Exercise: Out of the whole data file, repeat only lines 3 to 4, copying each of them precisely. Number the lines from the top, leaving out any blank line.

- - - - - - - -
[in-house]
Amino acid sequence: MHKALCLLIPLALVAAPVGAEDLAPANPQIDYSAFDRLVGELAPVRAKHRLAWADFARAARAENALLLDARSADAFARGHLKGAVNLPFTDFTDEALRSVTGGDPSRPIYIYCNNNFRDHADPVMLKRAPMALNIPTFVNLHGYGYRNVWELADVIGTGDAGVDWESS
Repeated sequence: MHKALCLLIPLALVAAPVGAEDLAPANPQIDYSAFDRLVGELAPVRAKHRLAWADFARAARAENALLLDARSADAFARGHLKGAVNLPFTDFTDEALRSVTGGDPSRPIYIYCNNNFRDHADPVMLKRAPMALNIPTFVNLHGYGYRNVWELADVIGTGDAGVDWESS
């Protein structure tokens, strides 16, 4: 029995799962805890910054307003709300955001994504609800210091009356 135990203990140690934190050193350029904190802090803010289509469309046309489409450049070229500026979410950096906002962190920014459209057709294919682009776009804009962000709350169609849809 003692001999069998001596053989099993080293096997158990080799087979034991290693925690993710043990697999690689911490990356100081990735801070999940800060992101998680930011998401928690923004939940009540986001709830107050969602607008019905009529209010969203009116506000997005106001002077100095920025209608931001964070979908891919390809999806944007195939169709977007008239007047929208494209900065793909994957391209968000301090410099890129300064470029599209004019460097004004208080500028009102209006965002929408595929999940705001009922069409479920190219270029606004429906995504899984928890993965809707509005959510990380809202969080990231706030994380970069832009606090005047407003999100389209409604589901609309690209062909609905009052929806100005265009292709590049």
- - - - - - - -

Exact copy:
Repeated sequence: MHKALCLLIPLALVAAPVGAEDLAPANPQIDYSAFDRLVGELAPVRAKHRLAWADFARAARAENALLLDARSADAFARGHLKGAVNLPFTDFTDEALRSVTGGDPSRPIYIYCNNNFRDHADPVMLKRAPMALNIPTFVNLHGYGYRNVWELADVIGTGDAGVDWESS
């Protein structure tokens, strides 16, 4: 029995799962805890910054307003709300955001994504609800210091009356 135990203990140690934190050193350029904190802090803010289509469309046309489409450049070229500026979410950096906002962190920014459209057709294919682009776009804009962000709350169609849809 003692001999069998001596053989099993080293096997158990080799087979034991290693925690993710043990697999690689911490990356100081990735801070999940800060992101998680930011998401928690923004939940009540986001709830107050969602607008019905009529209010969203009116506000997005106001002077100095920025209608931001964070979908891919390809999806944007195939169709977007008239007047929208494209900065793909994957391209968000301090410099890129300064470029599209004019460097004004208080500028009102209006965002929408595929999940705001009922069409479920190219270029606004429906995504899984928890993965809707509005959510990380809202969080990231706030994380970069832009606090005047407003999100389209409604589901609309690209062909609905009052929806100005265009292709590049």